Friday afternoon 31 March, Otherwise held a seminar on how well the Wageningen education system prepares students for development work. The opinions voiced by the speakers varied, but a survey among graduates from the Netherlands and abroad indicated that, generally speaking, alumni are satisfied with the education they received, and in particular with the ‘Wageningen approach’.
Most of the alumni indicated that they were generally very satisfied with the education they received in Wageningen. In particular the interdisciplinary approach to problems, referred to as the Wageningen approach, scores well. The respondents were also high in their praise for the focus on students taking their own responsibility and working together with other students. Less positive points that arose were a lack of clarity concerning objectives and expectations and the lack of supervision during stages or internships. The Wageningen graduates think that there is room for improvement here. A number of alumni were not happy either with the applicability of thesis results. Apparently the data are not always suitable for being translated into practice.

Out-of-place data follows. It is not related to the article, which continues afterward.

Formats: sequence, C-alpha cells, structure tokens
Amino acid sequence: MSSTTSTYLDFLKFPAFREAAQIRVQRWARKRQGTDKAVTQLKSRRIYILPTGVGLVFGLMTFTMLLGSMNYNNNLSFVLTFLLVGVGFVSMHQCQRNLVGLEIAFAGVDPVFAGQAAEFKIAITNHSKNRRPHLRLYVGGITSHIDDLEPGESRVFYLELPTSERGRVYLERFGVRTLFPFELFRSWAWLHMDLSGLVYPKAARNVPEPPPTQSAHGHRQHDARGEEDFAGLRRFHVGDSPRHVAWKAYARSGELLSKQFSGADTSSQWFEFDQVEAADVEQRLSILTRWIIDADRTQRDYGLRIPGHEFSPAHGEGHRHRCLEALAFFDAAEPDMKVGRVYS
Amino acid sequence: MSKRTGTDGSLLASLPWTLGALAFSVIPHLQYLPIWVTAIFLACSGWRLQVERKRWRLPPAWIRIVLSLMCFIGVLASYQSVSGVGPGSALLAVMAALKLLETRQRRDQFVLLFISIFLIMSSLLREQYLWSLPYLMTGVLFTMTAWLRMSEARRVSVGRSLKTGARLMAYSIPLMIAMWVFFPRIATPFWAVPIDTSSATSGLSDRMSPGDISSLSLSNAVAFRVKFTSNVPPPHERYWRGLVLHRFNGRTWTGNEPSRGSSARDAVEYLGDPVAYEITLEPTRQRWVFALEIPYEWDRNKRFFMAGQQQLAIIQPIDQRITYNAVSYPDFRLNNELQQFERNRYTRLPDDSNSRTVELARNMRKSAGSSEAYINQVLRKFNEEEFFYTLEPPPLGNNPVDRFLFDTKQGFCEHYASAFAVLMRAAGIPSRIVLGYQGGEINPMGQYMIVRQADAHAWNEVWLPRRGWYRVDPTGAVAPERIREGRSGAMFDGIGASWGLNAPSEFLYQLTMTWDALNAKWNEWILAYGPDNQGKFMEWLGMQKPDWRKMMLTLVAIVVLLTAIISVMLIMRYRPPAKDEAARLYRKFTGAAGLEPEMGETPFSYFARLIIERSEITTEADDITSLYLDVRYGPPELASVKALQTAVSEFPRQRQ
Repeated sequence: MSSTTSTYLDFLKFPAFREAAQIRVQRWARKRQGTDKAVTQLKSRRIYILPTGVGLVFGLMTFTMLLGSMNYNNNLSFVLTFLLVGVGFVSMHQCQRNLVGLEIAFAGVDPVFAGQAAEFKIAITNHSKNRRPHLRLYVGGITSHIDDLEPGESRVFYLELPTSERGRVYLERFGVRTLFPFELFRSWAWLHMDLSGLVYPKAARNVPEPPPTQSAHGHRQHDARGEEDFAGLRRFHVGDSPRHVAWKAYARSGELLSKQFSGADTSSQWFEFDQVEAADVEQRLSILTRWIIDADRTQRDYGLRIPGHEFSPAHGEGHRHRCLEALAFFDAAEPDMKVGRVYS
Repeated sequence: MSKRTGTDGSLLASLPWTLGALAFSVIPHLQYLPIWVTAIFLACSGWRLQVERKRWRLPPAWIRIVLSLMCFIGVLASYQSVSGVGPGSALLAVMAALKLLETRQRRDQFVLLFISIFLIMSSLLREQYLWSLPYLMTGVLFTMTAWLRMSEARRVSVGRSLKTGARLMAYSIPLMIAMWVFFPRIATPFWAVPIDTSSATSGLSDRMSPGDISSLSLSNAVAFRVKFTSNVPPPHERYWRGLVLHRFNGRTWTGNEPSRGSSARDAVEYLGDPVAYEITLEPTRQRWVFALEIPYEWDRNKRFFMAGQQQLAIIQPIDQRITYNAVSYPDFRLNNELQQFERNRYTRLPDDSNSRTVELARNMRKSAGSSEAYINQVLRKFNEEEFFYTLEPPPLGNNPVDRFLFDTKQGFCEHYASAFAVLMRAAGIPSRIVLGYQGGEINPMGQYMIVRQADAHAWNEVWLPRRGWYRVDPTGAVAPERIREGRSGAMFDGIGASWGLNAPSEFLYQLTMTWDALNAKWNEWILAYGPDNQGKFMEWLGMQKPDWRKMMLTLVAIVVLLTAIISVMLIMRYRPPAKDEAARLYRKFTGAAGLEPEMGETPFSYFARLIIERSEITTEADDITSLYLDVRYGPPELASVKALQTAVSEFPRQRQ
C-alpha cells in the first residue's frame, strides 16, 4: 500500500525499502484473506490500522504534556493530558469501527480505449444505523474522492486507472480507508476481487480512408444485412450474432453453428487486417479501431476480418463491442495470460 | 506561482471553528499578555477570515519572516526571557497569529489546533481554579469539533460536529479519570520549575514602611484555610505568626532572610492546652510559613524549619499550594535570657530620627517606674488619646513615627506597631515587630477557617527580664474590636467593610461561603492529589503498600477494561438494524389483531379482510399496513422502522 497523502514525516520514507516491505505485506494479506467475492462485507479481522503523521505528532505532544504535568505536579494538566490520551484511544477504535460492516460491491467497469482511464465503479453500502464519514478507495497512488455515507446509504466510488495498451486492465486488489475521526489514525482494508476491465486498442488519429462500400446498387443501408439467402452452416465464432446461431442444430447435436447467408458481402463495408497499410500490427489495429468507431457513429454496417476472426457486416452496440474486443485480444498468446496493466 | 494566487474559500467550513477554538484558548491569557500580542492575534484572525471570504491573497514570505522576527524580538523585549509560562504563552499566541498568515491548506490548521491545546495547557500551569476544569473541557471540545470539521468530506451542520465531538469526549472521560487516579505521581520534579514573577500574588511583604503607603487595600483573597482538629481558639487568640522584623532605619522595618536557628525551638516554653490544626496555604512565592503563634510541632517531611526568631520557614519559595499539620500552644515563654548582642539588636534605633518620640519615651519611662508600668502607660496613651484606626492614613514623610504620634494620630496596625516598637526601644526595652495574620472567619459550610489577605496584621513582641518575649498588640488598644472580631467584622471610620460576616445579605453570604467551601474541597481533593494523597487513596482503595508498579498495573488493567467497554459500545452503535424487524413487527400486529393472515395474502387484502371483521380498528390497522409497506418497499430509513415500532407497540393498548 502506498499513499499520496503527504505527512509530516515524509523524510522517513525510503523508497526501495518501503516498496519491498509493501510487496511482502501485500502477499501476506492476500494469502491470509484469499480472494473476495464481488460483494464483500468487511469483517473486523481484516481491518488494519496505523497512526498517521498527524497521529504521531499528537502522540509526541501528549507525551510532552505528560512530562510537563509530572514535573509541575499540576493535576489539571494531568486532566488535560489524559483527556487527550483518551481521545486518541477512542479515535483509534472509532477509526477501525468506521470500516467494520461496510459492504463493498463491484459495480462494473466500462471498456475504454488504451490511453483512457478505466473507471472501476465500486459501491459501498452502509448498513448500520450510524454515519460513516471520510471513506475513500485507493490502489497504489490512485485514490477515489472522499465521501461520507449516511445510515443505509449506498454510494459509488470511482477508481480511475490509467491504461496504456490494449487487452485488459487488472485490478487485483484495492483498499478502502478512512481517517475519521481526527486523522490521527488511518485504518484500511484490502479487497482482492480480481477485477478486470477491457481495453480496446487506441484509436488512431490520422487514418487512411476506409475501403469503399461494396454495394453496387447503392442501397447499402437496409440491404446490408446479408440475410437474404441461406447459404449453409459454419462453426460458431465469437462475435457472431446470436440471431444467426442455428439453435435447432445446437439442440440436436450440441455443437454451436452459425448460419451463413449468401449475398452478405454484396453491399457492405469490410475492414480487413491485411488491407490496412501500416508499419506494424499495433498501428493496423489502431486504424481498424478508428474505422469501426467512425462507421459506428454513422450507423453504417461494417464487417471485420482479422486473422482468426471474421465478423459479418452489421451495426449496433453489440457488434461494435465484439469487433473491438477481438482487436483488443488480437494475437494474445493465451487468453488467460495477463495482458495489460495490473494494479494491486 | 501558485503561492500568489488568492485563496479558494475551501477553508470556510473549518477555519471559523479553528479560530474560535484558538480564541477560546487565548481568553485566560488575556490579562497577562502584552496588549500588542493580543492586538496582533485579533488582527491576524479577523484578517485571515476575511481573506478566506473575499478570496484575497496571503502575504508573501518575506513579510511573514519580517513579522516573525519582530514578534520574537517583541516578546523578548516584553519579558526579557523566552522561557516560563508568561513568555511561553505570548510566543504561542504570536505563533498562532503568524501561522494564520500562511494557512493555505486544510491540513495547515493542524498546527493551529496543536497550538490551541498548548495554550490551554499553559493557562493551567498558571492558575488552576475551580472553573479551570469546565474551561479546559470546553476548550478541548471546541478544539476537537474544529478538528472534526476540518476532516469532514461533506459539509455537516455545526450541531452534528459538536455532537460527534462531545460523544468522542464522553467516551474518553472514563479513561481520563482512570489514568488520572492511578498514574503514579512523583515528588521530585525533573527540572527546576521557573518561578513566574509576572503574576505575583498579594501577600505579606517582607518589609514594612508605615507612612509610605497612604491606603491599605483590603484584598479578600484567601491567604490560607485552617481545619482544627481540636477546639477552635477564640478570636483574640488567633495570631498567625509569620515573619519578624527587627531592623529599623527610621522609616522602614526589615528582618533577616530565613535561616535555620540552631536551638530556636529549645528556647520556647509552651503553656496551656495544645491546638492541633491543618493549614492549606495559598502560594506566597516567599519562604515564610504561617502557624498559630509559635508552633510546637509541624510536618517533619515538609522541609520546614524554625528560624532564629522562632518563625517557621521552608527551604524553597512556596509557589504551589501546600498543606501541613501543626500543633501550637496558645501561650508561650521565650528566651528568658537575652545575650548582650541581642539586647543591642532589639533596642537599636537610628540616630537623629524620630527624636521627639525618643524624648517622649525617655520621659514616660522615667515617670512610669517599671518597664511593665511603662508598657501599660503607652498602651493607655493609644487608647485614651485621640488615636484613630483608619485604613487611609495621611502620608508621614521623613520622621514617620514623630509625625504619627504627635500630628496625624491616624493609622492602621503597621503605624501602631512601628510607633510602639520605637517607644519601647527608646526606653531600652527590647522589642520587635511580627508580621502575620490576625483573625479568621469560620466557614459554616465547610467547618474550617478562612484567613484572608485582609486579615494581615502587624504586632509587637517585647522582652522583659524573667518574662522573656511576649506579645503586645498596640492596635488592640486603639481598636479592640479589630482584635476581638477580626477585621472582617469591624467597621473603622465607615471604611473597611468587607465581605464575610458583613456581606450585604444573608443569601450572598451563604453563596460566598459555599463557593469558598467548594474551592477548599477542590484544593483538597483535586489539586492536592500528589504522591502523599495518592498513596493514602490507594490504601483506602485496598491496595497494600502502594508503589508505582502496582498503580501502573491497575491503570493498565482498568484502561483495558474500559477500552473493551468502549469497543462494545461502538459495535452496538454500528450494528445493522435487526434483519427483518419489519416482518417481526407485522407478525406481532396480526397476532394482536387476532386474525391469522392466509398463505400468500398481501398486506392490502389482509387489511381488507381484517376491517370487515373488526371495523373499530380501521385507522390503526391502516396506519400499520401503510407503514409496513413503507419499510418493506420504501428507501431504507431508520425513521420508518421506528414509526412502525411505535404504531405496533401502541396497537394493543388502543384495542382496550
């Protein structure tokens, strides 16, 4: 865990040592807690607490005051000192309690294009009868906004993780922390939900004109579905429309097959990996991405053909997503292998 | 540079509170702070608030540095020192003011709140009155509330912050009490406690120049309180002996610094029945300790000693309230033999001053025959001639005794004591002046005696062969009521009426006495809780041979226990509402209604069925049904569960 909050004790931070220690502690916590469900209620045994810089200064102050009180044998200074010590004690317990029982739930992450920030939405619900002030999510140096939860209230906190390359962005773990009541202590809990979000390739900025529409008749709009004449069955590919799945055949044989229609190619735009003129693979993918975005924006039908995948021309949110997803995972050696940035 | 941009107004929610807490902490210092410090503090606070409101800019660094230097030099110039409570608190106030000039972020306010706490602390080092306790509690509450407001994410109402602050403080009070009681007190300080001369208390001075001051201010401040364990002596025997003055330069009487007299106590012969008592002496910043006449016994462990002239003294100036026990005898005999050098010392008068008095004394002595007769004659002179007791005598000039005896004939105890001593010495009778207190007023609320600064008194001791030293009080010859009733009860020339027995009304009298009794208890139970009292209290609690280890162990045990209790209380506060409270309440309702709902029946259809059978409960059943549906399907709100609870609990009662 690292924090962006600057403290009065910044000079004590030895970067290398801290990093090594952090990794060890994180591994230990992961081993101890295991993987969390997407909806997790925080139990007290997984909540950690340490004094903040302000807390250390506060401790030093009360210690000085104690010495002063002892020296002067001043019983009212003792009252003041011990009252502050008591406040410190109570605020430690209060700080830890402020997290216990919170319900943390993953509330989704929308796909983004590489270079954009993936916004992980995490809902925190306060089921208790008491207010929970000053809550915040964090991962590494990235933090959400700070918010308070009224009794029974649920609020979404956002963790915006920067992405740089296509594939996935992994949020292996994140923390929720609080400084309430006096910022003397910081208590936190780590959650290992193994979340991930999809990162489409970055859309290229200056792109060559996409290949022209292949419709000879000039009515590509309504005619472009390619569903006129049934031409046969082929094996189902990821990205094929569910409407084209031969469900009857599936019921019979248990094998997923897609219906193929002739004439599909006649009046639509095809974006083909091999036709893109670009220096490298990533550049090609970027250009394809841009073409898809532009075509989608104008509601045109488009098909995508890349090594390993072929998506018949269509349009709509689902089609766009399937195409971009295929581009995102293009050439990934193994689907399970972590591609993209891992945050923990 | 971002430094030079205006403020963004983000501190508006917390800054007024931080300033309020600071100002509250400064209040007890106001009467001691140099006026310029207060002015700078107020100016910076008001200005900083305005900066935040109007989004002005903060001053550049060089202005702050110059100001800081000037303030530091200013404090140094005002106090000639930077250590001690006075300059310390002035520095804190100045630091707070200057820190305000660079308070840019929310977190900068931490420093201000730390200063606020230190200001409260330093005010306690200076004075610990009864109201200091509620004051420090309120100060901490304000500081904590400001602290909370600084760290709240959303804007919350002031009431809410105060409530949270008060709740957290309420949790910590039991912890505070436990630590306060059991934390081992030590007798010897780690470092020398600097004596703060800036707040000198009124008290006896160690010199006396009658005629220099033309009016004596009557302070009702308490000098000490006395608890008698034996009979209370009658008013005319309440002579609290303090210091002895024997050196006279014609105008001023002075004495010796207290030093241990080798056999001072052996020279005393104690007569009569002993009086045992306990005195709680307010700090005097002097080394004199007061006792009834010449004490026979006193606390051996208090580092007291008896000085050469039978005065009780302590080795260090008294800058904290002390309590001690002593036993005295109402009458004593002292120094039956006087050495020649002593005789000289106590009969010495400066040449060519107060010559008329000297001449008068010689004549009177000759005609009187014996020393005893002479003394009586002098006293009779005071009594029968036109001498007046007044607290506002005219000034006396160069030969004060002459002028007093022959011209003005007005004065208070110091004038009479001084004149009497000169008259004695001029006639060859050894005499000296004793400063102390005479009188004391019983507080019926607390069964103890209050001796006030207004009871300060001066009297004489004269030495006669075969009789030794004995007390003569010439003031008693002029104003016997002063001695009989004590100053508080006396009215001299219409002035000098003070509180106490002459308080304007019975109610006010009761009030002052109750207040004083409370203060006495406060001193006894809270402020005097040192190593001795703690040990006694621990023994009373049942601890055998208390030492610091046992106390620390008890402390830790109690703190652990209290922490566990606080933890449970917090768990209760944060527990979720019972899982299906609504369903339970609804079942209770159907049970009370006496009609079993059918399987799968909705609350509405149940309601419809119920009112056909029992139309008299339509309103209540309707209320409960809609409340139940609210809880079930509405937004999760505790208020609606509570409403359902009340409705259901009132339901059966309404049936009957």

A number of guests from within and outside the university spoke at the seminar on their experiences with development education. The theme of the seminar seemed to be too broad to tie together neatly in the concluding panel discussion. As a result, the opinions were divided as to whether the Wageningen educational system prepares students for the realities of the field. But those present did agree on one subject: modern education is oriented towards offering students the opportunity to learn for themselves and to experience what happens in practice. In the words of an Otherwise representative: on ne développe pas, on se développe, you’re not being developed, you develop yourself. / JH